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AVOID THE 30 YEAR CAR LOAN

 

Your Initial Financial Plan:

 


Looking For a CPA, Lawyer or Financial Advisor who has worked with lots of other newlyweds and is familiar with the issues that affect you?  

As housing prices continue to skyrocket throughout the U.S., anyone who has owned a home for a few years probably has built up a nice chunk of equity.  And thanks to the ubiquitous home equity loan, lenders have made it very easy for you to tap your precious home equity.  Does it make sense to take out a home equity loan or a home equity line of credit (HELOC) to finance the purchase of a new car (or pay for a vacation or pay down your student loans)?

At first glance, borrowing against your home equity to purchase a car makes perfect sense.  You can probably get a lower interest rate than you could with a traditional auto loan - especially if you're in the market for a used car.  Plus, you get to deduct the interest paid on up to $100,000 of home equity loan debt if you itemize your deductions.

Let's look at an example where:

  • You plan to borrow $30,000 to purchase a car.

  • You can take out a traditional auto loan with a rate of 7%.

  • Or you can use your HELOC with a rate of 5%.

With an interest rate of 7%, expect to pay approximately $2,000 of interest during the first year alone on the traditional auto loan.  And since car loan interest generally isn't tax deductible to you, the after-tax cost of the interest you pay that year is equal to the amount of interest paid, or $2,000.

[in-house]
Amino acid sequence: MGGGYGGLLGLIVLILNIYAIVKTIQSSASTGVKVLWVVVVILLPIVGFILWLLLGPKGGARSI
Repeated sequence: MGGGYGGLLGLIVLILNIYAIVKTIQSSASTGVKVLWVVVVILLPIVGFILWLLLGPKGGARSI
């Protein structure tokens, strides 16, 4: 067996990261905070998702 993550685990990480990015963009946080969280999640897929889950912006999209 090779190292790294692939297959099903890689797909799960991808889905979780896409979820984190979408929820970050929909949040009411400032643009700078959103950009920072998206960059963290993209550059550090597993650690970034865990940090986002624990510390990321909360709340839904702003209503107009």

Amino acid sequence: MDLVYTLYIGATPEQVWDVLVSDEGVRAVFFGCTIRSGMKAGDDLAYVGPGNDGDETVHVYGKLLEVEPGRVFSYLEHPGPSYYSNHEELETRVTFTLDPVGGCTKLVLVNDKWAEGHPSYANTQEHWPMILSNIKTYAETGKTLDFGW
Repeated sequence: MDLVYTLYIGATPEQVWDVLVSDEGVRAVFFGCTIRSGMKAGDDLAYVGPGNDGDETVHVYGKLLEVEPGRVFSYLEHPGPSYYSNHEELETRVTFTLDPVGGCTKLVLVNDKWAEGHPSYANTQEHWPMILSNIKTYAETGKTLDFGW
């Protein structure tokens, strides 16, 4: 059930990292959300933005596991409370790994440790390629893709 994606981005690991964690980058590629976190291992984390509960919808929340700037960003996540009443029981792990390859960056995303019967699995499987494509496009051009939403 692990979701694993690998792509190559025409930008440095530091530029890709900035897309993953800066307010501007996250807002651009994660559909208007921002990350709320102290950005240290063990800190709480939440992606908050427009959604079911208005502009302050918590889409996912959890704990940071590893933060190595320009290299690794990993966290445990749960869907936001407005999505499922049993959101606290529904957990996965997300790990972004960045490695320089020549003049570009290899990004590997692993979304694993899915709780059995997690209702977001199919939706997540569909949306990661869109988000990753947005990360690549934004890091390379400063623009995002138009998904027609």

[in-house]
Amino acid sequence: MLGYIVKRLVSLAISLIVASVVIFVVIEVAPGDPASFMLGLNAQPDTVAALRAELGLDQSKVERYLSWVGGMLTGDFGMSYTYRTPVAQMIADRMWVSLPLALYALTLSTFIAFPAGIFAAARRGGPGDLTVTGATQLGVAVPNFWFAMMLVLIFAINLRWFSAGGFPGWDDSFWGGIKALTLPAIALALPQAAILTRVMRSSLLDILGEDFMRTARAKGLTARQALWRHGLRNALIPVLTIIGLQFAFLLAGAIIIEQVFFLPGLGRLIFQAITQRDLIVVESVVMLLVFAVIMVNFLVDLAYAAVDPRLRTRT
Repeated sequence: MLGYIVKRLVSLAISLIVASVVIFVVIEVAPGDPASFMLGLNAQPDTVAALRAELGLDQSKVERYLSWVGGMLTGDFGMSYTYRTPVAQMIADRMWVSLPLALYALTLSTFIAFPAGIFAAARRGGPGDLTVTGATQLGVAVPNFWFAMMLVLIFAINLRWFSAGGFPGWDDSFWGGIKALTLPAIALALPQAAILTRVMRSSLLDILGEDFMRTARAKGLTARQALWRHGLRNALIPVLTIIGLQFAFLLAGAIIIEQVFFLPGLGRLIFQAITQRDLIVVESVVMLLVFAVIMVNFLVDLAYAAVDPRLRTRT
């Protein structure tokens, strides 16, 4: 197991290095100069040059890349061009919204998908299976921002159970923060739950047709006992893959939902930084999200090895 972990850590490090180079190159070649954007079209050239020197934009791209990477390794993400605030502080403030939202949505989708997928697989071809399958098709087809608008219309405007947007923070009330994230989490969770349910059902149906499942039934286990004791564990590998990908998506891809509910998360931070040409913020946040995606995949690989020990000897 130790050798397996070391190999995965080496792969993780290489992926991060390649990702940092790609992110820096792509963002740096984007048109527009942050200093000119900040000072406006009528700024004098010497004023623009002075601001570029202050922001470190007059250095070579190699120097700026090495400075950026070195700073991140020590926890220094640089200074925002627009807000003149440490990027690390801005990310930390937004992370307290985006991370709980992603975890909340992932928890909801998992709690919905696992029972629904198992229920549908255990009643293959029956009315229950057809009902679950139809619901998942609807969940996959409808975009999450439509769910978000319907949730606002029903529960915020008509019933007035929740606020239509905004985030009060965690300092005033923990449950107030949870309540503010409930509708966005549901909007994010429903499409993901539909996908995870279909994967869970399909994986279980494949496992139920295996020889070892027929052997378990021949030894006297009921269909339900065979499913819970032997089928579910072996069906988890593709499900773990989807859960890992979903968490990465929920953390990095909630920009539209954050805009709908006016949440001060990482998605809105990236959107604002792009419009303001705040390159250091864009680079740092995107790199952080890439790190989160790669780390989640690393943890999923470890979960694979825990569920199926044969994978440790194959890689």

How much will the HELOC cost you in after-tax dollars?  Assuming a combined federal/state tax rate of 30%, the after-tax interest rate on your HELOC is only 3.5% (5% * 70%), or half the rate charged on the 7% car loan.  You'll pocket about $1,000 in savings the first year alone.

But if you look beyond the numbers, perhaps a traditional car loan becomes a more attractive option. 

What happens if interest rates dip, and you decide to lock in the lower interest rate by refinancing your mortgage?  When you refinance, it's a common practice to roll your outstanding mortgage balance and home equity loans into your new mortgage. 

Let's say that rates dip six months after you purchase your car, and you still owe $27,000 on your equity loan in connection with its purchase.  If you decide to roll your equity loan into your new mortgage, you'll end up paying for that car over the term of your new mortgage.  No one in their right mind would ever take out a 30 year car loan!!  Even if you hold onto your cars for an average of six years, you'll own five different cars over the next 30 years while you continue to make payments on your new mortgage, which now includes the money borrowed to purchase your car. 

Another pitfall arises if you plan to sell your home soon after purchasing your car.  Since all outstanding mortgages and equity loans are automatically paid off with the sales proceeds at closing, any money borrowed on your HELOC reduces the money available from the sale of your home to put down on a replacement home - resulting in a higher monthly mortgage payment.  Plus, you might end up paying a higher interest rate or PMI if you can't come up with a 20% down payment for your new home.

Anyone subject to the Alternative Minimum Tax (AMT) needs to be careful as well.  While you can deduct interest paid on the first $100,000 of home equity debt when calculating your tax liability, that interest isn't deductible when calculating the AMT (excluding interest on home equity proceeds used to improve your property or refinance existing qualified mortgage debt).  And until Congress either amends or repeals this tax, there's a good chance you'll find yourself paying the AMT in the near future if you're not already paying it.

So while tapping your home equity might be more convenient and cheaper than taking out a traditional auto loan, watch out for the potholes in the road if you decide to take that route.

 

 

 

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